parents into two separate 529 accounts. If divided, each account may then be used by each party to
satisfy each partys agreed-to or court-ordered percentage contribution. If the parties agree or a court
orders that the 529 account assets be expended first before any required payments by the husband and
wife, this would result in effect to a disproportionate payment of educational expenses by the party who
has the lesser required payment.
The following Indiana statutes and court decisions should be considered when negotiating the
disposition of a 529 account:
1. Only vested interests in property are considered marital property. Equitable interests in third-party
property are not vested and therefore not marital property.2
2. A MSA is a contract and the parties can agree to the disposition of any assets without regard to
whether the assets are marital property.3 Even if a 529 account is not considered as marital property, the
disposition of the account in a court-approved MSA is binding. Caveat: If the agreement does not
specify that the entire account shall be used for the qualified education expenses of the child, the child
may have an interest that should be protected by a court-appointed guardian ad litem before the approval
by the court.
3. All vested assets of either the husband or wife, whatever the source, are considered as marital
property and subject to division by the court in a dissolution proceeding. 4 All marital property is subject
to a rebuttable presumption that it should be equally divided by the court in a dissolution proceeding. 5 If
a 529 account is considered as a vested asset of either the husband or wife, or both, it is marital property,
and should be divided equally between the husband and wife, subject to rebuttal. If the disposition of a
529 account is not included in a court- approved MSA, and if a 529 account is not vested and therefore
not marital property, the divorce court has no jurisdiction concerning disposition of this asset.
If no agreement can be reached by the parties as to the disposition of a 529 account, then it is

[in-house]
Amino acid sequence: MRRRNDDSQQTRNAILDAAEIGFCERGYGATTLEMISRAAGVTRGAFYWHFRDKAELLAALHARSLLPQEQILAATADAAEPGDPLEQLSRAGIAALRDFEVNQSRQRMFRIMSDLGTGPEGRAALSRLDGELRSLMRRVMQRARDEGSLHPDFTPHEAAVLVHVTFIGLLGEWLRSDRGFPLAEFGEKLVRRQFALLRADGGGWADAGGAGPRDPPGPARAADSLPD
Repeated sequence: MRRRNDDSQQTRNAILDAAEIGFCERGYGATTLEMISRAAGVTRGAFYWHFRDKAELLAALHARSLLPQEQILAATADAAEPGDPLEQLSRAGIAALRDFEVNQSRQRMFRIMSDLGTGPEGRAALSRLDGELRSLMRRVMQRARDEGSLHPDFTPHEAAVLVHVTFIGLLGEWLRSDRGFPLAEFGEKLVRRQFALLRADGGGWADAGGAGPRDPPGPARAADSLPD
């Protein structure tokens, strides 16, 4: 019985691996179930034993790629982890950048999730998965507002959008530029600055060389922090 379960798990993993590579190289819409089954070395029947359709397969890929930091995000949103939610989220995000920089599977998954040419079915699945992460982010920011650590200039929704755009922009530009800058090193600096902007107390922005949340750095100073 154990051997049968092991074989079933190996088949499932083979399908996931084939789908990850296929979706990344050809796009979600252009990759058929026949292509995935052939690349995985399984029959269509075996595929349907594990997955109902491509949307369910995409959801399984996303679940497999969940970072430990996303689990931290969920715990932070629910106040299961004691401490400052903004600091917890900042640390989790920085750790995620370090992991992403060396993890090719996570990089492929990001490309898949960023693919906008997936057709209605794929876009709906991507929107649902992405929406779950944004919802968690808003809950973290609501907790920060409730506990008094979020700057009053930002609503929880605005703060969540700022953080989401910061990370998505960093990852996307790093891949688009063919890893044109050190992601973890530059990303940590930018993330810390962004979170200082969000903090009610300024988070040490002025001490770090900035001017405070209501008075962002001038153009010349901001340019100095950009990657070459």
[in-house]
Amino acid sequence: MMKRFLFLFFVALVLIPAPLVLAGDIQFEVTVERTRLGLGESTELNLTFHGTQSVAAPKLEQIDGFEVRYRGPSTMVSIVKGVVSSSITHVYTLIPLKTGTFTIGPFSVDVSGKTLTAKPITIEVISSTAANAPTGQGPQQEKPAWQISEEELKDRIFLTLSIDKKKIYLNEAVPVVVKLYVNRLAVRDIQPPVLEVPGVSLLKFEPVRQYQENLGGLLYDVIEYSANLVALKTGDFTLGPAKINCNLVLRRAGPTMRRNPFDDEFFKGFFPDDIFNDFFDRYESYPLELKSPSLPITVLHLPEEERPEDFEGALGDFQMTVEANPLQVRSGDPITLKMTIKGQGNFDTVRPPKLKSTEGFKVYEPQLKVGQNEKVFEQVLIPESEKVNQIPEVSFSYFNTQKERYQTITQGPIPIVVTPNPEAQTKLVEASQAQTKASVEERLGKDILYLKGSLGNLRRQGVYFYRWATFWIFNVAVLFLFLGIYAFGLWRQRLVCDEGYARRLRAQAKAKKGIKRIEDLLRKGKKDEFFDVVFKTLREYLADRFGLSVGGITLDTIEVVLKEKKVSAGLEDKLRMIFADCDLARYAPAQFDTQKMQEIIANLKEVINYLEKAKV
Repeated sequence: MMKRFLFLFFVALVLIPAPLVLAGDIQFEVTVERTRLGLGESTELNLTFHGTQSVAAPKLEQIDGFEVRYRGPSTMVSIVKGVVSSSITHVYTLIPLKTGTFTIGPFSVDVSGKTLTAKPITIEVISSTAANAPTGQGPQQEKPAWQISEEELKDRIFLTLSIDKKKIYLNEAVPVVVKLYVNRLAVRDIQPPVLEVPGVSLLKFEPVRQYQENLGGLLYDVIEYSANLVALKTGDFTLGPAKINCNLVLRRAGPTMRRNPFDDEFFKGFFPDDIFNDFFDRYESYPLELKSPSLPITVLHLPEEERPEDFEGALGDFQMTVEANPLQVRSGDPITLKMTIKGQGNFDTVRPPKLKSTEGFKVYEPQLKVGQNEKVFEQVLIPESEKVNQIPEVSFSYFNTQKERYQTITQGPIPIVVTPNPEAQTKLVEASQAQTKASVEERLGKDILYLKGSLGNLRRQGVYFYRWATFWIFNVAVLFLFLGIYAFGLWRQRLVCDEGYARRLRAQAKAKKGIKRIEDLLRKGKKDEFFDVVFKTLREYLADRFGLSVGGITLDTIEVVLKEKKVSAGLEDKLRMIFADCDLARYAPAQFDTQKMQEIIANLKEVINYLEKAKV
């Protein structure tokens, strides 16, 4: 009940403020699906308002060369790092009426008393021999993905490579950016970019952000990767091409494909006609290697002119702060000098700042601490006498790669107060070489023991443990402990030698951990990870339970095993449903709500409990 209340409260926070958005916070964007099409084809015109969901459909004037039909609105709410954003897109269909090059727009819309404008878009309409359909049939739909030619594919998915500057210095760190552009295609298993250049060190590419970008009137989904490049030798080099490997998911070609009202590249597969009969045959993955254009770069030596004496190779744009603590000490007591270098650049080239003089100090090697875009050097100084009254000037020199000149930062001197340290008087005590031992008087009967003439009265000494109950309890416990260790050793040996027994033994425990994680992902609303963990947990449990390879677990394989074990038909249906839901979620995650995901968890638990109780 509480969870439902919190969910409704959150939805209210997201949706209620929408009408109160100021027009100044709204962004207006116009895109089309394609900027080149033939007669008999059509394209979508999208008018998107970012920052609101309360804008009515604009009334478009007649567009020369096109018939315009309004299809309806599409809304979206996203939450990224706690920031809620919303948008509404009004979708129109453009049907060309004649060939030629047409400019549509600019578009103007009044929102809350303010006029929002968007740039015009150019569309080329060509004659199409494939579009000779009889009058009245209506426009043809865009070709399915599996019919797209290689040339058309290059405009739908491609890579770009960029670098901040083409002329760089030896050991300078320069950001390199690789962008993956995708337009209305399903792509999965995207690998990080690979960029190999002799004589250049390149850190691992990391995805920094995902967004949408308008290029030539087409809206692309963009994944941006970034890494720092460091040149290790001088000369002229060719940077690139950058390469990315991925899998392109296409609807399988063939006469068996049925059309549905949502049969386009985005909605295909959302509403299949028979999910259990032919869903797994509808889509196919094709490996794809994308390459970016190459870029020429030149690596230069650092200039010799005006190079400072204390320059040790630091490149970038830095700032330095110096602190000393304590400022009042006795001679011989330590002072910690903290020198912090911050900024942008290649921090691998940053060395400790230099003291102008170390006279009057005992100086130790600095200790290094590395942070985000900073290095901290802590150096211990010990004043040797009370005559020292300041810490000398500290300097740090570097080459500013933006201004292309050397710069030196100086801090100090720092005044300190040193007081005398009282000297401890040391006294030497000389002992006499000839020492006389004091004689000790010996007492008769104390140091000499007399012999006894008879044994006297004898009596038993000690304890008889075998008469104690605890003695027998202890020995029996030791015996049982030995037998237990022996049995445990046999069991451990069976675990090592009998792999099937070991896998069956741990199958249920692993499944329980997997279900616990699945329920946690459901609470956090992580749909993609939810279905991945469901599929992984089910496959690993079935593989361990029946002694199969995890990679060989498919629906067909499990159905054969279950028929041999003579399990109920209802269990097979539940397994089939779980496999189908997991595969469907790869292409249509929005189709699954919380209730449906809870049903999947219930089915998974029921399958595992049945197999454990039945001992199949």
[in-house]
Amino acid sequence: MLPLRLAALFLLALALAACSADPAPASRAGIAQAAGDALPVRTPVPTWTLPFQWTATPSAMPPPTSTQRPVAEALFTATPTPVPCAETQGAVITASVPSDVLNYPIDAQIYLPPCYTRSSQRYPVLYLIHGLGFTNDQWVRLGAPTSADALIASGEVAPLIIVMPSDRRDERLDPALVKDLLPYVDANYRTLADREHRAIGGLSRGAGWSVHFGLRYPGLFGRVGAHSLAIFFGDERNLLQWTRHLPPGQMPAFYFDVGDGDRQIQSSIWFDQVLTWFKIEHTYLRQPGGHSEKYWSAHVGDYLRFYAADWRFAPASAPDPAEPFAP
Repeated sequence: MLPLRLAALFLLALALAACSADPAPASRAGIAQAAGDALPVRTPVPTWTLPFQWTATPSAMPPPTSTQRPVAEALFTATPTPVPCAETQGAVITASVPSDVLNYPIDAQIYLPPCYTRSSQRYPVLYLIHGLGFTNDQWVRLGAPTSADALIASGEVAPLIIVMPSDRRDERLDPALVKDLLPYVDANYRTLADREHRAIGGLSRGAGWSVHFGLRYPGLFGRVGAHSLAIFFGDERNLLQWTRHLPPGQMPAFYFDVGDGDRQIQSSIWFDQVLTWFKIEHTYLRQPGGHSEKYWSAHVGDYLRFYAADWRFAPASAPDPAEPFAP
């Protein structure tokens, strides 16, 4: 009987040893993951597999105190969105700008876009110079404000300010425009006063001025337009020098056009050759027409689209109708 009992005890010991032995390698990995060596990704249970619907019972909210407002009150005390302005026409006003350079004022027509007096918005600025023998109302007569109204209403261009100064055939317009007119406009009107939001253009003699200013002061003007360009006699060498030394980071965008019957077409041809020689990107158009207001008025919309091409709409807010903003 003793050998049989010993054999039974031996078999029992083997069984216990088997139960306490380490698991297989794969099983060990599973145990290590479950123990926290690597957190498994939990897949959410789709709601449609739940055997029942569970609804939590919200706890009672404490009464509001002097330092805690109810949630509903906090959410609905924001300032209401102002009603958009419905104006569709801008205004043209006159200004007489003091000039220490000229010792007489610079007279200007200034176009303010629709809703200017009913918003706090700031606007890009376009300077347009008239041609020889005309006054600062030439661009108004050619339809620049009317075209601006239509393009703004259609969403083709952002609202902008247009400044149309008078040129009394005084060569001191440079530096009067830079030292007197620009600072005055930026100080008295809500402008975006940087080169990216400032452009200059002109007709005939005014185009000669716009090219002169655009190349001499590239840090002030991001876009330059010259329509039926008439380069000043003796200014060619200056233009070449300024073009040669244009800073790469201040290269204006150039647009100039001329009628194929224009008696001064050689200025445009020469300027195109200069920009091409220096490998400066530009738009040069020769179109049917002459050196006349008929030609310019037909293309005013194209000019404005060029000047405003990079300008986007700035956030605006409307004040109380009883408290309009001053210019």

important to present this matter to the court in the dissolution trial. If the court decides that a 529
John R.

account is vested marital property, then the court will decide the disposition. If the court decides that a
529 account is not vested marital property because it represents an equitable interest in a resulting trust
in which the beneficiary child has an interest, the court has no jurisdiction to decide ownership.
However, if the divorce court has equitable jurisdiction, and the parties agree, the disposition of the 529
account may be decided by the court at a continued or subsequent hearing upon notice to and
representation of the child by appropriate counsel including appointment of a guardian ad litem.
It is not unusual for the husband and wife to omit consideration of a 529 account in their settlement
negotiations and MSA. This results in a disposition that does not address any 529 account. 6 Husband
and wife may decide that the account really belongs to the child for educational expenses, and that the
use of the 529 account and the entire matter of post-secondary education expenses will be reserved and
decided by them or the court upon a Petition for Post-Secondary Education Expenses when the child
nears college-age.7

Assume that there was no determination of ownership and disposition of a 529 account in the
dissolution proceeding or in any subsequent proceeding. Assume also that when the 529 account was
established, it was funded from the joint marital assets of the parties and the husband was named as the
account owner. Assume also that one month after the dissolution the husband terminates the 529
account and deposits all of the proceeds in his personal account. The wife is informed of this action and
she demands that the funds be restored for the benefit of the childs education. He refuses and states that
the participation agreement and account names him as owner and that he as owner can withdraw the